Biological Basis. – The reason or reasons for the repelling effect of overhead lines or wires are not well understood. Wires that are closely spaced, e.g. 1 m or less, may come close to forming an actual physical barrier. However, birds can be deterred by wires whose spacing is much greater than the dimensions of the bird. The element of surprise seems to be important - the unexpected encounter of a bird with a thin, difficult-to-see line has a startling effect.
Literature. – As early as 1936, overhead wires or lines were recommended as a method of deterring waterbirds from reservoirs and fishponds (McAtee and Piper 1936). In the past two decades, widely-spaced overhead wires have been used to reduce the numbers of gulls attracted to landfill sites, reservoirs, pools, picnic areas, and beaches in the U.S.A. and Canada. Wire spacing has varied widely, from less than 1 m to as much as 25 m. Even lines that are very widely spaced relative to the wingspan of gulls seem to have some deterrent effect. The gulls are reluctant to fly down between the lines. In a few cases, systematic counts of gulls and other birds have been made in the presence and absence of the wires. These studies have shown that the deterrent effect on gulls is quite pronounced (e.g. Blokpoel and Tessier 1984; Forsythe and Austin 1984; McLaren et al. 1984), even when deterring gulls from their own nests (Blokpoel and Tessier 1983; Belant and Ickes 1996). Areas as large as 220 acres have been covered by wires in order to deter gulls from landfill sites (Dolbeer et al. 1988).
Other types of sites where overhead lines or wires have been applied include fish-rearing facilities (Ostergaard 1981; Salmon and Conte 1981; Barlow and Bock 1984; Salmon et al. 1986; Moerbeek et al. 1987), airports (Blokpoel and Tessier 1987), fruit crops (Steinegger et al. 1991; Knight 1988), and backyard feeding stations (Agüero et al. 1991; Kessler et al. 1991). The effectiveness of overhead wires or lines varies widely among species and circumstances. However, some deterrent effect has been shown for a variety of waterbirds, including various gulls, ducks, geese and cormorants (Pochop et al. 1990).
The required line spacing is highly variable, depending upon the species of bird being deterred, the activity of the birds, and the structure or crop that needs protection. To repel gulls from a fish hatchery or nesting colony, the lines must be close together, whereas at a landfill site they can be 3-12 m apart (McLaren et al. 1984; Pochop et al. 1990).
Evaluation. – The principal disadvantages to overhead wires and lines are cost and poor mobility.
There are several advantages also:
- Overhead lines do not rely on the skill and motivation of bird controllers.
- They do not require continuous attention.
- Gulls at least do not seem to habituate to overhead lines.
- Gulls that do gain access under the lines are extremely nervous and, therefore, very susceptible to active dispersal techniques.
While overhead lines/wires could not be installed over large areas at an airport without incurring considerable cost, widely-spaced lines/wires would be an effective and relatively permanent solution where a bird problem is localized.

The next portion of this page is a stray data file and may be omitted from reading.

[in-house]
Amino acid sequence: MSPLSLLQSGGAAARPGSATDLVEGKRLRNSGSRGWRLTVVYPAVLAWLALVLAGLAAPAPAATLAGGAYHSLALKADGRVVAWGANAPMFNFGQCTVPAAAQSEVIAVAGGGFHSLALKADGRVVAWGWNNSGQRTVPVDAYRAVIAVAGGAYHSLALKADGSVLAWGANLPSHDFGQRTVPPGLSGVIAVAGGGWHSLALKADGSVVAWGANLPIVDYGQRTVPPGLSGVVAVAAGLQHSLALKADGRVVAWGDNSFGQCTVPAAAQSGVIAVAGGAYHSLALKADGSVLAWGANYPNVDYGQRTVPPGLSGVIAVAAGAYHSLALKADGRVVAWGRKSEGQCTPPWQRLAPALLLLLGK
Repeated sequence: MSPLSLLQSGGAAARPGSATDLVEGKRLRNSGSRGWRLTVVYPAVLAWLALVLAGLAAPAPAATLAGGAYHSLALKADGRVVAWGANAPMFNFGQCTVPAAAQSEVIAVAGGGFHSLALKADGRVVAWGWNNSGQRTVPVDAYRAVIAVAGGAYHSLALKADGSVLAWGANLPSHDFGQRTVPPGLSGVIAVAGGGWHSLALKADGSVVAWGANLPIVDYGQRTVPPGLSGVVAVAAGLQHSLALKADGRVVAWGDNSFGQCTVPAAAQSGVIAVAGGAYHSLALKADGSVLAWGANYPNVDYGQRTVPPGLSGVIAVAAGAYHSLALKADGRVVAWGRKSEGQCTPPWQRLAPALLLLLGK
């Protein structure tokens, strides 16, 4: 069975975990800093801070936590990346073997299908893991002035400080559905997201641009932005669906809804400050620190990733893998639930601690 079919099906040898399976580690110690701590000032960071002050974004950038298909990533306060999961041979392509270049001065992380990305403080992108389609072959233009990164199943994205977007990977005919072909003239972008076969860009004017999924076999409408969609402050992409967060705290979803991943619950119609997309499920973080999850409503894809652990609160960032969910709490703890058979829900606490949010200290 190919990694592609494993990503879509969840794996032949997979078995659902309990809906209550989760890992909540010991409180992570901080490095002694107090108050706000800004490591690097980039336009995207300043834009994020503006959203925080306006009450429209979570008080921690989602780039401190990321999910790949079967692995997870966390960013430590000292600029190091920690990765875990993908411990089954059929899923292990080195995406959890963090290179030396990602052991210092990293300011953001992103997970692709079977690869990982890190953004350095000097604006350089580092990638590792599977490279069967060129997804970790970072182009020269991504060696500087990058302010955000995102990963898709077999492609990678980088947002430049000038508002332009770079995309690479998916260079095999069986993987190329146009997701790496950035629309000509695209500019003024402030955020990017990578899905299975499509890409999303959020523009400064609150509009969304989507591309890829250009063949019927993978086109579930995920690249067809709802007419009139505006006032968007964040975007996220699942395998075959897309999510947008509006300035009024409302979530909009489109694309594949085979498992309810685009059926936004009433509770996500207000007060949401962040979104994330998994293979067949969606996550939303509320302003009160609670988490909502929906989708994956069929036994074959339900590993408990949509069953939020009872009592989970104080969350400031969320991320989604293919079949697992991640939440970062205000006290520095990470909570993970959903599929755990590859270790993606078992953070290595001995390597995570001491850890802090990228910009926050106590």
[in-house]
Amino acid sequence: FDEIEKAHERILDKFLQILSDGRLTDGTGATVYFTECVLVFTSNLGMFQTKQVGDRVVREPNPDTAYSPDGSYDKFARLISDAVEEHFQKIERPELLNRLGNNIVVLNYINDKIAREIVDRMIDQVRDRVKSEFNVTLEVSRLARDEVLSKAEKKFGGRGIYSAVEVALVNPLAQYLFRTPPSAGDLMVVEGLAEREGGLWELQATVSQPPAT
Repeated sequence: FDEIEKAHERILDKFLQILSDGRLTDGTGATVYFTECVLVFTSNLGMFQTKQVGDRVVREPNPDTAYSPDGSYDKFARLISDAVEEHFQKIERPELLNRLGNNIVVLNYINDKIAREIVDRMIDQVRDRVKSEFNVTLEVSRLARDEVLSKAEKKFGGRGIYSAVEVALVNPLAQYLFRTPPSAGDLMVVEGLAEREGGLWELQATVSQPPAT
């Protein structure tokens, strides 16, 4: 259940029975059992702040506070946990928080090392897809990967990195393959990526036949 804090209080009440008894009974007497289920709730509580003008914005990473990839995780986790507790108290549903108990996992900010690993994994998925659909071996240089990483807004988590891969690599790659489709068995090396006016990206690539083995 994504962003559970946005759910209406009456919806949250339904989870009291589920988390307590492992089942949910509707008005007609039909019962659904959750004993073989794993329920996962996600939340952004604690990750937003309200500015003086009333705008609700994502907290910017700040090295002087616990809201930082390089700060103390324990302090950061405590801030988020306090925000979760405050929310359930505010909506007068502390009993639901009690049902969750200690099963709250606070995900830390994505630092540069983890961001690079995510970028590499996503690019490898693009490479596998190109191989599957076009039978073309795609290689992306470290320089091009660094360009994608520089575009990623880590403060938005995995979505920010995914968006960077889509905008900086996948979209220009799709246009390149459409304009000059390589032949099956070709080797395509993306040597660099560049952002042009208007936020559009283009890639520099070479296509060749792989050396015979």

Recommendation. – Recommended for exclusion of birds from relatively small open areas (up to a few ha).
Literature Reviewed. – Agüero et al. 1991; Amling 1980; Blokpoel and Tessier 1983, 1984, 1987; Forsythe and Austin 1984; Kessler et al. 1991; Knight 1988; Koski and Richardson 1976; McAtee and Piper 1936; McLaren et al. 1984; Ostergaard 1981; Pochop et al. 1990; Steinegger et al. 1991.
Foam has been used at some sanitary landfill sites as an alternative to earth for the daily cover material. Although quantitative data are not available, gulls that were attracted in large numbers to one landfill site seemed reluctant to walk into the foam cover (manufactured by Rusmar Foam Technology) used at that site (R. Harris, LGL Ltd., unpubl. obs.). The effectiveness of foam would also depend upon weather conditions; for example, its effectiveness would be reduced in rainy or windy weather. The applicability of foam to airport situations seems limited. It could perhaps be used to cover small areas that, for one reason or another (e.g., food source, pond/puddle), are particularly attractive to birds.
Bird Balls™ is a relatively new and promising product that has been used to exclude water birds from industrial ponds in the western United States since 1993. Birds are denied access to a pond by covering the entire water surface of the pond with these plastic (HDPE), 4-in diameter spheres. Although birds could probably land in the pond, and the balls would shift aside, the balls "hide" the water surface from the birds. Birds do not see the area as a pond. The balls are superior to netting or floating membranes in that they adjust to fluctuating water levels and snow loads, readily shift around in-water obstacles, are unaffected by all but the strongest winds (>50 mph; Mike Taber, Wildlife Control Technology, Inc., pers. comm), are very easy to install (empty the bags of loose balls into pond), and require significantly less maintenance. Bird Balls™ are initially substantially more expensive than overhead lines and netting. Current cost ranges from U.S. $0.85-3.00 per sq ft (10 balls). Wildlife Control Technology, Inc. is the sole North American distributor.
We are aware of no independent, objective studies of the efficacy of Bird Balls™. Nevertheless, the technology appears to be simple, straightforward, and sound.